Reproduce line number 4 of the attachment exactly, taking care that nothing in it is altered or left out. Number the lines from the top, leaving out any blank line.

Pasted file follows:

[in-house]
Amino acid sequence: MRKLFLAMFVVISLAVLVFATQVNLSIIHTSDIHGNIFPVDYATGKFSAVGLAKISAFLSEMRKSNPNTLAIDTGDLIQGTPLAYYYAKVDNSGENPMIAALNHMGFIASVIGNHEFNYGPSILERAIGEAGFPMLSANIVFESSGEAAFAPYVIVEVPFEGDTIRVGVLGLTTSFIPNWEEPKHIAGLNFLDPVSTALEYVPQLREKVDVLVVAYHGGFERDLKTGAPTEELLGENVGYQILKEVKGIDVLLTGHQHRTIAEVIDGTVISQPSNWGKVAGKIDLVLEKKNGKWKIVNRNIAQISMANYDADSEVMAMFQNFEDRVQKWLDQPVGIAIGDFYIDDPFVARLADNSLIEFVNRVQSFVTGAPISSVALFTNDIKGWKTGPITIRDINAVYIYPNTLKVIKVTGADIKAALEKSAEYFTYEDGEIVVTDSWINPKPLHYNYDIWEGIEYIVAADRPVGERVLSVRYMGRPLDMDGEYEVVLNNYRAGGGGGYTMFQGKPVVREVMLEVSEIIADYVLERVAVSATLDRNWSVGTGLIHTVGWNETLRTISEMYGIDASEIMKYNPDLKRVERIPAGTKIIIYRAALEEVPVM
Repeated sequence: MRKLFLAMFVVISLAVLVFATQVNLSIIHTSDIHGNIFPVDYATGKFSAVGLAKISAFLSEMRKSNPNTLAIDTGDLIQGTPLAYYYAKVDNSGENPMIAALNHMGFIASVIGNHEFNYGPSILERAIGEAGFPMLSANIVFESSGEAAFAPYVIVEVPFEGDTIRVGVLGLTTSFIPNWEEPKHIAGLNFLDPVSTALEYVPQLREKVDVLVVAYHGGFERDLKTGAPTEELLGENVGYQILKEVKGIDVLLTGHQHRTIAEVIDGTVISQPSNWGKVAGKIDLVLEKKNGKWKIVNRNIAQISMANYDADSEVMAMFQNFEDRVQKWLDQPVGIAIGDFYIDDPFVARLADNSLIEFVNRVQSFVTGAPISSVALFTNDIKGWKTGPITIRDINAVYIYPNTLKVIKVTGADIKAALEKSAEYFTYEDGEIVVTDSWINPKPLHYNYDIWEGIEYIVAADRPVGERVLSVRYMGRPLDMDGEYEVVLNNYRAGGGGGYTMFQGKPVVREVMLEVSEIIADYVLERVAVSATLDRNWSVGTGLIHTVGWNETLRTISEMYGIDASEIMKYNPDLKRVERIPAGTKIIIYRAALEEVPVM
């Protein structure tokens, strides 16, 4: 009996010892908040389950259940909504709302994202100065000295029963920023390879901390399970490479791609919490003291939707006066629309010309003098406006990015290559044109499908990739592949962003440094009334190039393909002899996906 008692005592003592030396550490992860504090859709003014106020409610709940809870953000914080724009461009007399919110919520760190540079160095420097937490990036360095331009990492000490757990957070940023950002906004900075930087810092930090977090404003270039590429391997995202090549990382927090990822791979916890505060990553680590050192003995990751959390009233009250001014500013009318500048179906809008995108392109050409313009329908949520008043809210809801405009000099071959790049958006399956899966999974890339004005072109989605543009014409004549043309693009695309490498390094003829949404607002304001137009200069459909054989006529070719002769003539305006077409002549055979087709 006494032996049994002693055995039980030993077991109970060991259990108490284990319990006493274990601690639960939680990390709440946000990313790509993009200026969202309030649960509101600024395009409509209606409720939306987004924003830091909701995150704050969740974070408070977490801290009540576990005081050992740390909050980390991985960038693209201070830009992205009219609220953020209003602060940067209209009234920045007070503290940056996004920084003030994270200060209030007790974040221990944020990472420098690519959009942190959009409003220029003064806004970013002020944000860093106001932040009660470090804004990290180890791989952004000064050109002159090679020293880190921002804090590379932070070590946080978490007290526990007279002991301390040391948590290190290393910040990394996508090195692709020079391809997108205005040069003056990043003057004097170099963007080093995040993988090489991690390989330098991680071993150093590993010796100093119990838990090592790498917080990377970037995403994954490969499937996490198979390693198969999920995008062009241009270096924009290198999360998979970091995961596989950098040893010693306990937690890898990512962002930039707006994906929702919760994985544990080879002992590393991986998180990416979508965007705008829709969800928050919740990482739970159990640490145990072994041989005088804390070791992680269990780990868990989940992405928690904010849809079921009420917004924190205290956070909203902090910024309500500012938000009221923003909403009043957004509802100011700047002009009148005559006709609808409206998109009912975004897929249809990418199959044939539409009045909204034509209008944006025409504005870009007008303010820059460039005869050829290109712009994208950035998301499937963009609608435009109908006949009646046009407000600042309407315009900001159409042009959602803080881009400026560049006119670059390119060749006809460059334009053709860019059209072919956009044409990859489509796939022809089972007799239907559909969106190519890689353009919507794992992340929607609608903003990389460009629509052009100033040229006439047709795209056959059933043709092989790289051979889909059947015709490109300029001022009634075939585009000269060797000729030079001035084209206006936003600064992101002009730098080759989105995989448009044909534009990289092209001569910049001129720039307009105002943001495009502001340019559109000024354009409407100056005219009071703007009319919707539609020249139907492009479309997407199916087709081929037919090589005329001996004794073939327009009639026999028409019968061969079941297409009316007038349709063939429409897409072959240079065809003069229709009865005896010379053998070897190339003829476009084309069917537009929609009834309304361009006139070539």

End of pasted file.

């Protein structure tokens, strides 16, 4: 009996010892908040389950259940909504709302994202100065000295029963920023390879901390399970490479791609919490003291939707006066629309010309003098406006990015290559044109499908990739592949962003440094009334190039393909002899996906 008692005592003592030396550490992860504090859709003014106020409610709940809870953000914080724009461009007399919110919520760190540079160095420097937490990036360095331009990492000490757990957070940023950002906004900075930087810092930090977090404003270039590429391997995202090549990382927090990822791979916890505060990553680590050192003995990751959390009233009250001014500013009318500048179906809008995108392109050409313009329908949520008043809210809801405009000099071959790049958006399956899966999974890339004005072109989605543009014409004549043309693009695309490498390094003829949404607002304001137009200069459909054989006529070719002769003539305006077409002549055979087709 006494032996049994002693055995039980030993077991109970060991259990108490284990319990006493274990601690639960939680990390709440946000990313790509993009200026969202309030649960509101600024395009409509209606409720939306987004924003830091909701995150704050969740974070408070977490801290009540576990005081050992740390909050980390991985960038693209201070830009992205009219609220953020209003602060940067209209009234920045007070503290940056996004920084003030994270200060209030007790974040221990944020990472420098690519959009942190959009409003220029003064806004970013002020944000860093106001932040009660470090804004990290180890791989952004000064050109002159090679020293880190921002804090590379932070070590946080978490007290526990007279002991301390040391948590290190290393910040990394996508090195692709020079391809997108205005040069003056990043003057004097170099963007080093995040993988090489991690390989330098991680071993150093590993010796100093119990838990090592790498917080990377970037995403994954490969499937996490198979390693198969999920995008062009241009270096924009290198999360998979970091995961596989950098040893010693306990937690890898990512962002930039707006994906929702919760994985544990080879002992590393991986998180990416979508965007705008829709969800928050919740990482739970159990640490145990072994041989005088804390070791992680269990780990868990989940992405928690904010849809079921009420917004924190205290956070909203902090910024309500500012938000009221923003909403009043957004509802100011700047002009009148005559006709609808409206998109009912975004897929249809990418199959044939539409009045909204034509209008944006025409504005870009007008303010820059460039005869050829290109712009994208950035998301499937963009609608435009109908006949009646046009407000600042309407315009900001159409042009959602803080881009400026560049006119670059390119060749006809460059334009053709860019059209072919956009044409990859489509796939022809089972007799239907559909969106190519890689353009919507794992992340929607609608903003990389460009629509052009100033040229006439047709795209056959059933043709092989790289051979889909059947015709490109300029001022009634075939585009000269060797000729030079001035084209206006936003600064992101002009730098080759989105995989448009044909534009990289092209001569910049001129720039307009105002943001495009502001340019559109000024354009409407100056005219009071703007009319919707539609020249139907492009479309997407199916087709081929037919090589005329001996004794073939327009009639026999028409019968061969079941297409009316007038349709063939429409897409072959240079065809003069229709009865005896010379053998070897190339003829476009084309069917537009929609009834309304361009006139070539």